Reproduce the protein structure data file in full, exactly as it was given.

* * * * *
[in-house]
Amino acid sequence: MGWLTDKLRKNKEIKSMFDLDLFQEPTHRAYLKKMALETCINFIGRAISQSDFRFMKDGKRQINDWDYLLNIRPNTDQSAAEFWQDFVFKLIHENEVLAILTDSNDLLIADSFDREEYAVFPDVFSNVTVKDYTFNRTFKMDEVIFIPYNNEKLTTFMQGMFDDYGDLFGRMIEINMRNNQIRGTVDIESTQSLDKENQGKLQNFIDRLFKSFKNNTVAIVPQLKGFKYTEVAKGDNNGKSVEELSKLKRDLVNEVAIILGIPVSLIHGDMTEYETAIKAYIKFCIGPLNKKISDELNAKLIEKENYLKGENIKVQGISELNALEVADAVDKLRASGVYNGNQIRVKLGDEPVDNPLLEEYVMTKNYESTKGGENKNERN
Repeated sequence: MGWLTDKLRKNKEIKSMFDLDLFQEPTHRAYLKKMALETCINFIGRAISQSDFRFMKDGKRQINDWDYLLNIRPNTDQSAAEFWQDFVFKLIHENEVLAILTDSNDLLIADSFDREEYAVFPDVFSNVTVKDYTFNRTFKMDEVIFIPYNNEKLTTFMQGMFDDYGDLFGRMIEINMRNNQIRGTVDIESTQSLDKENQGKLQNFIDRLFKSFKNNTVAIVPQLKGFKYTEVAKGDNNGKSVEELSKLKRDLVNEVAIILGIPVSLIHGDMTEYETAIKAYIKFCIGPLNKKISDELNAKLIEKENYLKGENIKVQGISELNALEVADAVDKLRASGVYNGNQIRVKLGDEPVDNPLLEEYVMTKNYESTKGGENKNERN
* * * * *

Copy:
[in-house]
Amino acid sequence: MGWLTDKLRKNKEIKSMFDLDLFQEPTHRAYLKKMALETCINFIGRAISQSDFRFMKDGKRQINDWDYLLNIRPNTDQSAAEFWQDFVFKLIHENEVLAILTDSNDLLIADSFDREEYAVFPDVFSNVTVKDYTFNRTFKMDEVIFIPYNNEKLTTFMQGMFDDYGDLFGRMIEINMRNNQIRGTVDIESTQSLDKENQGKLQNFIDRLFKSFKNNTVAIVPQLKGFKYTEVAKGDNNGKSVEELSKLKRDLVNEVAIILGIPVSLIHGDMTEYETAIKAYIKFCIGPLNKKISDELNAKLIEKENYLKGENIKVQGISELNALEVADAVDKLRASGVYNGNQIRVKLGDEPVDNPLLEEYVMTKNYESTKGGENKNERN
Repeated sequence: MGWLTDKLRKNKEIKSMFDLDLFQEPTHRAYLKKMALETCINFIGRAISQSDFRFMKDGKRQINDWDYLLNIRPNTDQSAAEFWQDFVFKLIHENEVLAILTDSNDLLIADSFDREEYAVFPDVFSNVTVKDYTFNRTFKMDEVIFIPYNNEKLTTFMQGMFDDYGDLFGRMIEINMRNNQIRGTVDIESTQSLDKENQGKLQNFIDRLFKSFKNNTVAIVPQLKGFKYTEVAKGDNNGKSVEELSKLKRDLVNEVAIILGIPVSLIHGDMTEYETAIKAYIKFCIGPLNKKISDELNAKLIEKENYLKGENIKVQGISELNALEVADAVDKLRASGVYNGNQIRVKLGDEPVDNPLLEEYVMTKNYESTKGGENKNERN